14 July 2009
There are few things that calm my soul like a cerulean blue sky full of Cirrus clouds. I cannot remember a time when I walked outside without noticing the sky and being a real lover of sunsets (And sunset photography) the cirrus clouds rarely disappoint.
I just finished reading the best book on cloud I have ever come across and if you have always wondered what those cloud names we weather geeks throw around really mean, then you should definitely get it. It’s less than £6.39 on Amazon.co.uk and under 10$ on Amazon.com in the U.S.
The book is by Richard Hamblyn the Chief Meteorologist for the UK Met. Office. After reading it, I can tell we are meteorological soul mates!
I have run across what I think is the most beautiful picture of cirrus, I’ve ever seen tonight. It was taken by a chap named Peter who has a web site called flagstaffotos.com.au . This guy is one incredible photographer.
He has uploaded a bunch of his cloud shots to wikipedia, and granted a lic. The least I can do is show his work! (see below)
Cloud names sound a lot more complicated than they really are. The names we use today were proposed by an amateur English Meteorologist named Luke Howard. Legend has it, that he though it up while riding a horse to a scientific meeting. Hamblyn tells much more of his story in his book. If you love Constable paintings like I do, you are in for a pleasant surprise.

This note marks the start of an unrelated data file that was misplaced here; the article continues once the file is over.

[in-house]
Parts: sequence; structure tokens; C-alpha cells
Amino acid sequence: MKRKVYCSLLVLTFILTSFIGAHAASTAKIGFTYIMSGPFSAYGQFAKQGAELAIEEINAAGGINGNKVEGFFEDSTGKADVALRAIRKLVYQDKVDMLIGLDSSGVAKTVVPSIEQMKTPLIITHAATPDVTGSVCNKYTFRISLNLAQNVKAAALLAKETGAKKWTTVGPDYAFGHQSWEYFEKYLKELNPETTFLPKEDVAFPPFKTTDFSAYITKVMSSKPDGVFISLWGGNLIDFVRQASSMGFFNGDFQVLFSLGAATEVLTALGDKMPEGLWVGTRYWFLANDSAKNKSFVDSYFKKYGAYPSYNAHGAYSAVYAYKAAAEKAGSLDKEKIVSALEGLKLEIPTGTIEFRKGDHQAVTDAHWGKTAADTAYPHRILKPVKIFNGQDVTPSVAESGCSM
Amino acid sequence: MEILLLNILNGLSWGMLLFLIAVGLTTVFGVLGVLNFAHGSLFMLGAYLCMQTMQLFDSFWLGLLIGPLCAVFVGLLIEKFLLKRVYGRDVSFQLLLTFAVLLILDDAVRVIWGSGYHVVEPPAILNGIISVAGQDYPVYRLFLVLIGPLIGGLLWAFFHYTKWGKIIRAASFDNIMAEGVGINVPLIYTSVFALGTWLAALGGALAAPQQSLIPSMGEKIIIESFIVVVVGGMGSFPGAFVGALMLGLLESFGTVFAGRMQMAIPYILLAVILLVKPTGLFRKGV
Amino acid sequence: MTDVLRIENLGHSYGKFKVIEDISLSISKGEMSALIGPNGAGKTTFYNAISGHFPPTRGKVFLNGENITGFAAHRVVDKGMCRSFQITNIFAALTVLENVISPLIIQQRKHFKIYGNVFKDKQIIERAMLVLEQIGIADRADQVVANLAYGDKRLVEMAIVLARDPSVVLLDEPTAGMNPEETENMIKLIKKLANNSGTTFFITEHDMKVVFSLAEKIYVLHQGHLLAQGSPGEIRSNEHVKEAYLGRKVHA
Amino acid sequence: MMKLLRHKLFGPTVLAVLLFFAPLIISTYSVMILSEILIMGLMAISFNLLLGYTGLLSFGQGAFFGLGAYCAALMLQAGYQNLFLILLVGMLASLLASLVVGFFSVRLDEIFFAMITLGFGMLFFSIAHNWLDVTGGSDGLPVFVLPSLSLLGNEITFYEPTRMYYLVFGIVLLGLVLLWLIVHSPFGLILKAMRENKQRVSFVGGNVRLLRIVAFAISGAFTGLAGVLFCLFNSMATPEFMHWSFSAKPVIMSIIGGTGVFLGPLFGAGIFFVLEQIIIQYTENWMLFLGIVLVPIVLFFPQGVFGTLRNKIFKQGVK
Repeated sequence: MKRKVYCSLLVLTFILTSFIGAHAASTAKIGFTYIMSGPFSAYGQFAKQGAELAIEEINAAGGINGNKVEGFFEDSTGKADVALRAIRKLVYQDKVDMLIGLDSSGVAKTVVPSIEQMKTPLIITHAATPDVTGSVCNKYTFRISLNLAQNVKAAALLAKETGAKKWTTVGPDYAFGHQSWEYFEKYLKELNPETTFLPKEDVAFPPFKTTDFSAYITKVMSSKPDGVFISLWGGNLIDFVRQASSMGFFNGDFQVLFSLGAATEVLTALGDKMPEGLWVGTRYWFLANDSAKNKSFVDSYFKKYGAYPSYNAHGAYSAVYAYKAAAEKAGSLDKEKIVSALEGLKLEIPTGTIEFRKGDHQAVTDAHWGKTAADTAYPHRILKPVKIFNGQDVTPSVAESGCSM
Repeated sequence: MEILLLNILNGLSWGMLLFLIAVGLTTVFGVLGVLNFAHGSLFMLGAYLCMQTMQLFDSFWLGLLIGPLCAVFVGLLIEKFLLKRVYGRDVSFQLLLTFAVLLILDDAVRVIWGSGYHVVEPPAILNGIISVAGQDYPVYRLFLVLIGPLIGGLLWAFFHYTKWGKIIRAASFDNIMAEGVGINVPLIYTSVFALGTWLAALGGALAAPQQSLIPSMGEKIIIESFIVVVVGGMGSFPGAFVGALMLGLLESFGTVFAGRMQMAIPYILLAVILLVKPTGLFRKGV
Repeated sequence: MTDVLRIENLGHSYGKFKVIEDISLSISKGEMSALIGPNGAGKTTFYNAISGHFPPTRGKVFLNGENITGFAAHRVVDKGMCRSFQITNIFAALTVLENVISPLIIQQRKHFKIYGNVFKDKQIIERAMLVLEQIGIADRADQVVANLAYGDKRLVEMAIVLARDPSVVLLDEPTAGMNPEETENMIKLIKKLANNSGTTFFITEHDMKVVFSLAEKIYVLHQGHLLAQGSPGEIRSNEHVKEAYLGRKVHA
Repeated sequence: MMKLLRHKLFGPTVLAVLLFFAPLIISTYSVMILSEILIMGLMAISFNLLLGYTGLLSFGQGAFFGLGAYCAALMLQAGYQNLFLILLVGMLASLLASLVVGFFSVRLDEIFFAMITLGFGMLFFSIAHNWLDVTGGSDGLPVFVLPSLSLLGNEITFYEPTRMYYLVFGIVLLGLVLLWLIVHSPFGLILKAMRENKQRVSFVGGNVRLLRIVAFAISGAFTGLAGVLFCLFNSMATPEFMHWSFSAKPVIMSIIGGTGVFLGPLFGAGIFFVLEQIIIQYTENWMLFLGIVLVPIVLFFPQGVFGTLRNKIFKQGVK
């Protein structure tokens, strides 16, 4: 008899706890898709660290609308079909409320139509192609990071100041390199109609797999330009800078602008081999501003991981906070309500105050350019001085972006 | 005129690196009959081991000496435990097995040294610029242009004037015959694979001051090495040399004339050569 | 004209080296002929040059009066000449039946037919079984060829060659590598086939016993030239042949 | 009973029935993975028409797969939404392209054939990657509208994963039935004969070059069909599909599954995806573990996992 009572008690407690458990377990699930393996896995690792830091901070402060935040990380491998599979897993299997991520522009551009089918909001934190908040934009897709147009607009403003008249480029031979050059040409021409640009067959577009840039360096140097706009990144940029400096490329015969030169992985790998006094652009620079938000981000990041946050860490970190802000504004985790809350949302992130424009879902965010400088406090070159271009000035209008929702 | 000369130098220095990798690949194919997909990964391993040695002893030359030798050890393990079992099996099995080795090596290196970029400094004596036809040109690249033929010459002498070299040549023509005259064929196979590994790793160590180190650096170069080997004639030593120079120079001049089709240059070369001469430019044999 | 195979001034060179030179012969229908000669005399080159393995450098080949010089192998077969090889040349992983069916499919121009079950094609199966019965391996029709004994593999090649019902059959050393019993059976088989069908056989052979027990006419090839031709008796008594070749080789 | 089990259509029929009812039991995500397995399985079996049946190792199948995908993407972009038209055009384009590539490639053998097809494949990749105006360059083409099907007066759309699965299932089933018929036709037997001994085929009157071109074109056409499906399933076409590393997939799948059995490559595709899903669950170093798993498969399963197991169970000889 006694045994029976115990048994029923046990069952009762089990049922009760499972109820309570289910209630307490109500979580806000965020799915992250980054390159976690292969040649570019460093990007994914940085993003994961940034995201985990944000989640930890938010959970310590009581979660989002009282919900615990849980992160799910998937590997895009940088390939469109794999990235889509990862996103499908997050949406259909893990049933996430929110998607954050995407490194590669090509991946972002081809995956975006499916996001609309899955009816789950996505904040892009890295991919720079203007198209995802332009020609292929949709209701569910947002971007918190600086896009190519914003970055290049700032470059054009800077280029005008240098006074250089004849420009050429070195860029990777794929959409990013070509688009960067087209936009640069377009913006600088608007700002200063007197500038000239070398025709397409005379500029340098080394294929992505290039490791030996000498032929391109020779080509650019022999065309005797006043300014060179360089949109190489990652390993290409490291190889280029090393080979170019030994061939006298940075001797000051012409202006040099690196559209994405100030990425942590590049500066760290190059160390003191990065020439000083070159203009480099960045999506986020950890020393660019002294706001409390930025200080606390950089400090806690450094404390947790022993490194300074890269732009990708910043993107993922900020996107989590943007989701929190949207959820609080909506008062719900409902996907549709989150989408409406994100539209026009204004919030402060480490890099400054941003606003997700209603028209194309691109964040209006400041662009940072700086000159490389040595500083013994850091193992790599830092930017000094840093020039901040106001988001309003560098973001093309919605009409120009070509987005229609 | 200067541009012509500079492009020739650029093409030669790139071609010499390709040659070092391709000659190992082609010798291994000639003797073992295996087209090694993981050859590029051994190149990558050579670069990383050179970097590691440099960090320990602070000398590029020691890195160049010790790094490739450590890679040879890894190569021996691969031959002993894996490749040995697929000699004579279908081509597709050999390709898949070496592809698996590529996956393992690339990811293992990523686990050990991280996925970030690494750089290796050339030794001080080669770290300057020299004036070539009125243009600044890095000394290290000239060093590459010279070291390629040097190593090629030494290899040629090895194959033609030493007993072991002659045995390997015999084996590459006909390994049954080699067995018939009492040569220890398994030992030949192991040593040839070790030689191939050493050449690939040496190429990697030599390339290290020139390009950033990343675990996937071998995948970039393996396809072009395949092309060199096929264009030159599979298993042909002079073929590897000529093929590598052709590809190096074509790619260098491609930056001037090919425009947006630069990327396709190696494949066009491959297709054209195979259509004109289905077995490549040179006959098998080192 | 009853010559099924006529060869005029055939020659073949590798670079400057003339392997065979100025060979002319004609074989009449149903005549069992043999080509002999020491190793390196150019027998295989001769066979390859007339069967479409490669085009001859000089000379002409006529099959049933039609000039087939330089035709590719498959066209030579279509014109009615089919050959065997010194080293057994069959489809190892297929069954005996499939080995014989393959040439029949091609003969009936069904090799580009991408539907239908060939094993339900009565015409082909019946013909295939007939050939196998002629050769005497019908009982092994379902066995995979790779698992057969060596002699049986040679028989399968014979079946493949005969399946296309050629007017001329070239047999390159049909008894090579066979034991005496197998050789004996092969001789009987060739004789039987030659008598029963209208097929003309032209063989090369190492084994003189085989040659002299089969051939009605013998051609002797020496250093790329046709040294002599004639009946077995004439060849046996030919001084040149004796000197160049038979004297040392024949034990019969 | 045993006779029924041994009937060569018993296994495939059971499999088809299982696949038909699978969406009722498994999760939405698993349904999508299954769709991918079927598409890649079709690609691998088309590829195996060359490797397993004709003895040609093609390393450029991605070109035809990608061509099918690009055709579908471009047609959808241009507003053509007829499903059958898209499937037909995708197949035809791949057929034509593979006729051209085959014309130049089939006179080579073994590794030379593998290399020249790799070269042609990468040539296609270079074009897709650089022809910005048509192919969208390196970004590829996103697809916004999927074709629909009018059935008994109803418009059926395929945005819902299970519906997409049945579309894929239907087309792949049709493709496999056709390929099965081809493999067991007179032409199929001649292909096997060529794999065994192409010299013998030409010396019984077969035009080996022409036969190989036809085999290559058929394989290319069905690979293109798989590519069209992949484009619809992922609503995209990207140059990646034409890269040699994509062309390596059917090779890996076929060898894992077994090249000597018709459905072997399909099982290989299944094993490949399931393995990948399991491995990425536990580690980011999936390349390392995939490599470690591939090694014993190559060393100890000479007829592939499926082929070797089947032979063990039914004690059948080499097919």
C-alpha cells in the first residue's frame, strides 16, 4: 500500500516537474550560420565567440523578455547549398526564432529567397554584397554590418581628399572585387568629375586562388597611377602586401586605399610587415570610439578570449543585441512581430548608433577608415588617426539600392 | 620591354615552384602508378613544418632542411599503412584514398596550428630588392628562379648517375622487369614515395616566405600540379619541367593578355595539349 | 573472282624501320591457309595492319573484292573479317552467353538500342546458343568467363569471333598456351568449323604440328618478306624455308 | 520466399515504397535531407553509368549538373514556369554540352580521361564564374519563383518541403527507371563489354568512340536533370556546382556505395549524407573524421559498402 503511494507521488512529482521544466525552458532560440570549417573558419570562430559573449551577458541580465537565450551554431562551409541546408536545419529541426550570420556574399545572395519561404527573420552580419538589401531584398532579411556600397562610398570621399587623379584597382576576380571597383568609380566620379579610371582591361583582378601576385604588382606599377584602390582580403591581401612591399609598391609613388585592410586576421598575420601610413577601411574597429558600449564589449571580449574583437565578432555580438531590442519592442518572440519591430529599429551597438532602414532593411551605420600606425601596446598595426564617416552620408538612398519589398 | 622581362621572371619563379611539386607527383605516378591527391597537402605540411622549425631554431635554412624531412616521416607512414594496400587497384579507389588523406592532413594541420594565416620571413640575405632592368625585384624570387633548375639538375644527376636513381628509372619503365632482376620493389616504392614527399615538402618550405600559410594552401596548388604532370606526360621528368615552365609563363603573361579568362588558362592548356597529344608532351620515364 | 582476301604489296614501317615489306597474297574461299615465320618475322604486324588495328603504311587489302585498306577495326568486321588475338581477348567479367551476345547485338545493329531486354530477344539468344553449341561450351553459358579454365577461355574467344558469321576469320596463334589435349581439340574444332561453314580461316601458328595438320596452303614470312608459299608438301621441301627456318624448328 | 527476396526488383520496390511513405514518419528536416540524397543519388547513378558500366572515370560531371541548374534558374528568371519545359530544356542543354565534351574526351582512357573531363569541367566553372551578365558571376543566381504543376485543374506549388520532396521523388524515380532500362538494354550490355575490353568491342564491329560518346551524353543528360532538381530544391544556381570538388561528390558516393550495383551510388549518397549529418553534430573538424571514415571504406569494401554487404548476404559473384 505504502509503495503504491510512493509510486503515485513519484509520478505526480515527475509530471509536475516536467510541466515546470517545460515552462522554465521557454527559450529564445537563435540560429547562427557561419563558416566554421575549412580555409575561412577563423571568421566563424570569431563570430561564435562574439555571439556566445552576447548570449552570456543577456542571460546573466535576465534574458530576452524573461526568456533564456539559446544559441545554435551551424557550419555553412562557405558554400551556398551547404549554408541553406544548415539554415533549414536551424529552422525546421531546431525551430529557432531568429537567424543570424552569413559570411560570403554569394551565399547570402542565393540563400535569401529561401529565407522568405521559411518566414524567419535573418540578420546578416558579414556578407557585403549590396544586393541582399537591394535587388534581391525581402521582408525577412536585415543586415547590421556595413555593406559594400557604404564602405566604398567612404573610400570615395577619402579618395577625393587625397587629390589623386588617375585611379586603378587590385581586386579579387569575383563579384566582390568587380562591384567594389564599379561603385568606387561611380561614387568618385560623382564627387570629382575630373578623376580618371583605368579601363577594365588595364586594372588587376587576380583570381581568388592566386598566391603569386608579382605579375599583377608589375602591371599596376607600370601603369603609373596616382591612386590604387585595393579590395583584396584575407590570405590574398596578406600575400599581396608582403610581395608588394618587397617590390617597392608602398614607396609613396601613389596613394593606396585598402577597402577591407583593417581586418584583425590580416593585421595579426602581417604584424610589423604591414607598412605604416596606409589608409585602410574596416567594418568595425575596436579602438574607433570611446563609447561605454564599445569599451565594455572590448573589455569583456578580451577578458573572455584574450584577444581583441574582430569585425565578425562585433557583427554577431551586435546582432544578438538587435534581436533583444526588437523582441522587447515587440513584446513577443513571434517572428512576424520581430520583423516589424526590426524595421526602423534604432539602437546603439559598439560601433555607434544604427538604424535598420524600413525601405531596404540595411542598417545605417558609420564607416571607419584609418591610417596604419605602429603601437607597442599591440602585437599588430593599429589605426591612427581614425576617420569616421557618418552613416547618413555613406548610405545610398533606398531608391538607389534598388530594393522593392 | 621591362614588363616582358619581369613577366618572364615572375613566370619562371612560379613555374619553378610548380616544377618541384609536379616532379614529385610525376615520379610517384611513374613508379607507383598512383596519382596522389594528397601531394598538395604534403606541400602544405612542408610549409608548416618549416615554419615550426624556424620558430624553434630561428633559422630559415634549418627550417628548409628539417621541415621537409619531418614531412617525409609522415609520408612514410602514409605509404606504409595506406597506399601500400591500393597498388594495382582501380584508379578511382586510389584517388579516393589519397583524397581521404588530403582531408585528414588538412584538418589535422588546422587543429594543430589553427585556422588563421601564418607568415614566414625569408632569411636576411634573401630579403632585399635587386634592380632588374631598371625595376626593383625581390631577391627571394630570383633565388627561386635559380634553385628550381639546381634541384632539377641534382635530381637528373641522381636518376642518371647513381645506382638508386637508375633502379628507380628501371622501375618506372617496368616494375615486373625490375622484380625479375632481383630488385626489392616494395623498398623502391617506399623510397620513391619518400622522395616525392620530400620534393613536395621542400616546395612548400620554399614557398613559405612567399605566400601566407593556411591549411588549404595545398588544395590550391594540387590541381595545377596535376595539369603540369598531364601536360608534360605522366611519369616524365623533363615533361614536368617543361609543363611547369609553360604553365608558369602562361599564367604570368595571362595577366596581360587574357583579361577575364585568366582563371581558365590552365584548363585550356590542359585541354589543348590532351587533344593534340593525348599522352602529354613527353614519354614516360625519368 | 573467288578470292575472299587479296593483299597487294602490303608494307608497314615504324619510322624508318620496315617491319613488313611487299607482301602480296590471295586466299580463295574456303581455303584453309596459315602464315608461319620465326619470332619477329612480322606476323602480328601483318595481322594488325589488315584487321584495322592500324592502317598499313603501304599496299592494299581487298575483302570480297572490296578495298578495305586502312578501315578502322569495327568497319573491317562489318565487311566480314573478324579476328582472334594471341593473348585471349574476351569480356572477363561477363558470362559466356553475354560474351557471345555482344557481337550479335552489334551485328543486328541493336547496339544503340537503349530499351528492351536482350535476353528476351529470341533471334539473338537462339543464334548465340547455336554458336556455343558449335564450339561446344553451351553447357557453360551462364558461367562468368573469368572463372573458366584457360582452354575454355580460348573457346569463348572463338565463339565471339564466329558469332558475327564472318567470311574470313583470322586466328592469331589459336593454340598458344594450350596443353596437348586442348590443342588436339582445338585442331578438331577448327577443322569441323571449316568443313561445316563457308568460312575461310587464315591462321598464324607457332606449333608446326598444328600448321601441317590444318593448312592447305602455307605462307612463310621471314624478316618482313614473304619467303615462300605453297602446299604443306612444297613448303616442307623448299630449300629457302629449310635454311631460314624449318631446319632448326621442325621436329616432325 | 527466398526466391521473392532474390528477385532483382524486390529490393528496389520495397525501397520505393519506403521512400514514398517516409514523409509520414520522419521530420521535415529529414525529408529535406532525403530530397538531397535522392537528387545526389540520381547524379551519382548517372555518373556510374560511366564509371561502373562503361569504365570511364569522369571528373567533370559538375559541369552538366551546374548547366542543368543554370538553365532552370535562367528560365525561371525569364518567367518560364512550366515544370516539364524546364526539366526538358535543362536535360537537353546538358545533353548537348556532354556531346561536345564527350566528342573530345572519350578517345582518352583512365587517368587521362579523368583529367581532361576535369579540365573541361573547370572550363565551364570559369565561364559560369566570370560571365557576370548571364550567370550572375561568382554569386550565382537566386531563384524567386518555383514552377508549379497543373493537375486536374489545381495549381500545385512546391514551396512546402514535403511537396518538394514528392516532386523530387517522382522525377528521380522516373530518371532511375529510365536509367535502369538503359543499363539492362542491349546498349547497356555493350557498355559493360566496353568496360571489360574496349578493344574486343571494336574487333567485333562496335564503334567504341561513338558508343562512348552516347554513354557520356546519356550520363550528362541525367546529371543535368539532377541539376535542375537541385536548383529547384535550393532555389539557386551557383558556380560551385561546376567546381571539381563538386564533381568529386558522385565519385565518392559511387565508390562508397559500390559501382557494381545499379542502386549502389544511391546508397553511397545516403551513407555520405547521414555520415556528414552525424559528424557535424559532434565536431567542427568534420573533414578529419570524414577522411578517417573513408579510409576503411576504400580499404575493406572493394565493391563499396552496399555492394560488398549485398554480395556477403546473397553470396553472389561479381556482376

Clouds are named taxonomically now, just like animal and plant species are in Biology. The names, however, are based on Luke Howards original idea, to this day.
There are three types of clouds. This is the complicated part. Are you ready?
Yea, it’s a bit tough but you will catch on!
It does actually get a bit more detailed. The three types are broken down into 10 Genera of cloud.
1.Cumulus 2.Cumulonimbus 3. Stratocumulus 4. Stratus 5. Altostratus 6. Nimbostratus 7.Altocumulus 8.Cirrus 9. Cirrostratus and 10. Cirrocumulus.
That’s it. Now each of these clouds has it’s own species. Lets just talk about number 8. My favourite. Cirrus clouds.
There is Cirrus uncinus (Notice how the species name is not capitalized, like in taxonomic names), and Cirrus fibratus, Cirrus floccus, Cirrus castellanus, and finally spissatus, intortus, radiatus, vertebratus, and last, but definitely not least- Cirrus duplicatus.
(quit laughing, this is serious!)
In the coming weeks, I will show you some more cirrus clouds, but I doubt they will be as fabulous as that shot. I really must get down to OZ! In the meantime- get the book. It will open up a lifetime of enjoyment, looking at the sky.